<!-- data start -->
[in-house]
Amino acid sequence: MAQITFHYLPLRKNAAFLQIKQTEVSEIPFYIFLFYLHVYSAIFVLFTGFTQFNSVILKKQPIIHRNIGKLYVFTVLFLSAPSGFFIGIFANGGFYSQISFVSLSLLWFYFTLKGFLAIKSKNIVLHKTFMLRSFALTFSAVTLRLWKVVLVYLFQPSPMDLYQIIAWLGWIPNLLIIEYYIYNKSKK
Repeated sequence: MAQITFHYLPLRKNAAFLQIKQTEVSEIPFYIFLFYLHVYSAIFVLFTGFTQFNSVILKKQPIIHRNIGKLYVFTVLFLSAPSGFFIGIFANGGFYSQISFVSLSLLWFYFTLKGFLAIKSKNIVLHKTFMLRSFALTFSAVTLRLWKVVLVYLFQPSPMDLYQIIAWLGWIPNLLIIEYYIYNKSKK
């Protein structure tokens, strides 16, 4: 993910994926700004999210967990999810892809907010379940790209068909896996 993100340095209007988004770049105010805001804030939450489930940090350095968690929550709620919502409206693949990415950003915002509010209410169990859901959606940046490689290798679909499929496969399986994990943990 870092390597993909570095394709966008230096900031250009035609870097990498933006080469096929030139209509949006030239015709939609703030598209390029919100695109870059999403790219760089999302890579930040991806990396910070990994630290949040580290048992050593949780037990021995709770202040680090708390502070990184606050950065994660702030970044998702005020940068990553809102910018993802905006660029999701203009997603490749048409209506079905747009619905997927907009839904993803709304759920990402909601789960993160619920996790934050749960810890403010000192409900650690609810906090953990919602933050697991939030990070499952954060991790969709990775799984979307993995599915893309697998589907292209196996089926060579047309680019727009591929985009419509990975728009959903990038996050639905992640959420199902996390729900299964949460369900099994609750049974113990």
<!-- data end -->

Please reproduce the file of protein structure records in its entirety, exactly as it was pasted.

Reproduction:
[in-house]
Amino acid sequence: MAQITFHYLPLRKNAAFLQIKQTEVSEIPFYIFLFYLHVYSAIFVLFTGFTQFNSVILKKQPIIHRNIGKLYVFTVLFLSAPSGFFIGIFANGGFYSQISFVSLSLLWFYFTLKGFLAIKSKNIVLHKTFMLRSFALTFSAVTLRLWKVVLVYLFQPSPMDLYQIIAWLGWIPNLLIIEYYIYNKSKK
Repeated sequence: MAQITFHYLPLRKNAAFLQIKQTEVSEIPFYIFLFYLHVYSAIFVLFTGFTQFNSVILKKQPIIHRNIGKLYVFTVLFLSAPSGFFIGIFANGGFYSQISFVSLSLLWFYFTLKGFLAIKSKNIVLHKTFMLRSFALTFSAVTLRLWKVVLVYLFQPSPMDLYQIIAWLGWIPNLLIIEYYIYNKSKK
């Protein structure tokens, strides 16, 4: 993910994926700004999210967990999810892809907010379940790209068909896996 993100340095209007988004770049105010805001804030939450489930940090350095968690929550709620919502409206693949990415950003915002509010209410169990859901959606940046490689290798679909499929496969399986994990943990 870092390597993909570095394709966008230096900031250009035609870097990498933006080469096929030139209509949006030239015709939609703030598209390029919100695109870059999403790219760089999302890579930040991806990396910070990994630290949040580290048992050593949780037990021995709770202040680090708390502070990184606050950065994660702030970044998702005020940068990553809102910018993802905006660029999701203009997603490749048409209506079905747009619905997927907009839904993803709304759920990402909601789960993160619920996790934050749960810890403010000192409900650690609810906090953990919602933050697991939030990070499952954060991790969709990775799984979307993995599915893309697998589907292209196996089926060579047309680019727009591929985009419509990975728009959903990038996050639905992640959420199902996390729900299964949460369900099994609750049974113990």